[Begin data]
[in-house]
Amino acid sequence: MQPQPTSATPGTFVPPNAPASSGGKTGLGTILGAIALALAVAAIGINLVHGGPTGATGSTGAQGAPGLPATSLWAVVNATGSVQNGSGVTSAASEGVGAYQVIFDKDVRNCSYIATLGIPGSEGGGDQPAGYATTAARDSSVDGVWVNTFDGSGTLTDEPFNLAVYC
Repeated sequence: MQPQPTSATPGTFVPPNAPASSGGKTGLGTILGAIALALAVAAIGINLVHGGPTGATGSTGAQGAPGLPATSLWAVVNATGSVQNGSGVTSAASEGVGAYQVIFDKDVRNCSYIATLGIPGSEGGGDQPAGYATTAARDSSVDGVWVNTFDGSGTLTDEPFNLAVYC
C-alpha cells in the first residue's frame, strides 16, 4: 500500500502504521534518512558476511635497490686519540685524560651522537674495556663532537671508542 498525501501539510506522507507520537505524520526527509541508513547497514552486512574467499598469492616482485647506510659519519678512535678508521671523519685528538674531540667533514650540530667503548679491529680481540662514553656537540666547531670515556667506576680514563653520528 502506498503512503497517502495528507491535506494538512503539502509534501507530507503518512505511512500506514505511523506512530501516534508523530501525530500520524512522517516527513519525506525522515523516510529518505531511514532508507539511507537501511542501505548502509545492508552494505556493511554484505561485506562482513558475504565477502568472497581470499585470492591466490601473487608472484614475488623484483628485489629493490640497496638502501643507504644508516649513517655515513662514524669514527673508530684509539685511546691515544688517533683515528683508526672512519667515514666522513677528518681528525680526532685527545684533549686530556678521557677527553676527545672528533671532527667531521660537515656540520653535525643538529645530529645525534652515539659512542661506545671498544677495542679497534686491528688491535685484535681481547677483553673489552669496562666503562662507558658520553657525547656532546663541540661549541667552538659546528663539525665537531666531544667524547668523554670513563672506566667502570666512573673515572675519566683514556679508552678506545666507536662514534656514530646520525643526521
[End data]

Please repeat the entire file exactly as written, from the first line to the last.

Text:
[in-house]
Amino acid sequence: MQPQPTSATPGTFVPPNAPASSGGKTGLGTILGAIALALAVAAIGINLVHGGPTGATGSTGAQGAPGLPATSLWAVVNATGSVQNGSGVTSAASEGVGAYQVIFDKDVRNCSYIATLGIPGSEGGGDQPAGYATTAARDSSVDGVWVNTFDGSGTLTDEPFNLAVYC
Repeated sequence: MQPQPTSATPGTFVPPNAPASSGGKTGLGTILGAIALALAVAAIGINLVHGGPTGATGSTGAQGAPGLPATSLWAVVNATGSVQNGSGVTSAASEGVGAYQVIFDKDVRNCSYIATLGIPGSEGGGDQPAGYATTAARDSSVDGVWVNTFDGSGTLTDEPFNLAVYC
C-alpha cells in the first residue's frame, strides 16, 4: 500500500502504521534518512558476511635497490686519540685524560651522537674495556663532537671508542 498525501501539510506522507507520537505524520526527509541508513547497514552486512574467499598469492616482485647506510659519519678512535678508521671523519685528538674531540667533514650540530667503548679491529680481540662514553656537540666547531670515556667506576680514563653520528 502506498503512503497517502495528507491535506494538512503539502509534501507530507503518512505511512500506514505511523506512530501516534508523530501525530500520524512522517516527513519525506525522515523516510529518505531511514532508507539511507537501511542501505548502509545492508552494505556493511554484505561485506562482513558475504565477502568472497581470499585470492591466490601473487608472484614475488623484483628485489629493490640497496638502501643507504644508516649513517655515513662514524669514527673508530684509539685511546691515544688517533683515528683508526672512519667515514666522513677528518681528525680526532685527545684533549686530556678521557677527553676527545672528533671532527667531521660537515656540520653535525643538529645530529645525534652515539659512542661506545671498544677495542679497534686491528688491535685484535681481547677483553673489552669496562666503562662507558658520553657525547656532546663541540661549541667552538659546528663539525665537531666531544667524547668523554670513563672506566667502570666512573673515572675519566683514556679508552678506545666507536662514534656514530646520525643526521